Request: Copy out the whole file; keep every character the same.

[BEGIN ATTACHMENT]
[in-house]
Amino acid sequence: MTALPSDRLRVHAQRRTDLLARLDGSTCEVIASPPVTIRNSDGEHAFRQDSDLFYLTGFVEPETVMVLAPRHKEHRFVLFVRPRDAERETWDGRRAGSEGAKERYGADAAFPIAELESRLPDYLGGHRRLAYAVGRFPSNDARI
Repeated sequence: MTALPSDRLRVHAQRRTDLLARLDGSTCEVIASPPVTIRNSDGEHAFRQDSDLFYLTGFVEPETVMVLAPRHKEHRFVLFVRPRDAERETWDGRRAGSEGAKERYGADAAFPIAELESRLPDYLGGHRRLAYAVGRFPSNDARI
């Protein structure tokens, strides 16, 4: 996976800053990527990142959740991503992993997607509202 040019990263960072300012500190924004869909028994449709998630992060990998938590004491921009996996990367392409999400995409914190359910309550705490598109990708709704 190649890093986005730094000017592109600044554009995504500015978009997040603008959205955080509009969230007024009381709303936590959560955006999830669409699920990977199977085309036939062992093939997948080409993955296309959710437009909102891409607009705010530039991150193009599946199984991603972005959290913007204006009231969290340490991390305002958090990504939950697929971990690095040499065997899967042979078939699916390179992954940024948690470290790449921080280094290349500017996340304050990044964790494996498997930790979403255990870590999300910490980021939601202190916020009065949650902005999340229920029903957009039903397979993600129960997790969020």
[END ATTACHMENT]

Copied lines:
[in-house]
Amino acid sequence: MTALPSDRLRVHAQRRTDLLARLDGSTCEVIASPPVTIRNSDGEHAFRQDSDLFYLTGFVEPETVMVLAPRHKEHRFVLFVRPRDAERETWDGRRAGSEGAKERYGADAAFPIAELESRLPDYLGGHRRLAYAVGRFPSNDARI
Repeated sequence: MTALPSDRLRVHAQRRTDLLARLDGSTCEVIASPPVTIRNSDGEHAFRQDSDLFYLTGFVEPETVMVLAPRHKEHRFVLFVRPRDAERETWDGRRAGSEGAKERYGADAAFPIAELESRLPDYLGGHRRLAYAVGRFPSNDARI
């Protein structure tokens, strides 16, 4: 996976800053990527990142959740991503992993997607509202 040019990263960072300012500190924004869909028994449709998630992060990998938590004491921009996996990367392409999400995409914190359910309550705490598109990708709704 190649890093986005730094000017592109600044554009995504500015978009997040603008959205955080509009969230007024009381709303936590959560955006999830669409699920990977199977085309036939062992093939997948080409993955296309959710437009909102891409607009705010530039991150193009599946199984991603972005959290913007204006009231969290340490991390305002958090990504939950697929971990690095040499065997899967042979078939699916390179992954940024948690470290790449921080280094290349500017996340304050990044964790494996498997930790979403255990870590999300910490980021939601202190916020009065949650902005999340229920029903957009039903397979993600129960997790969020």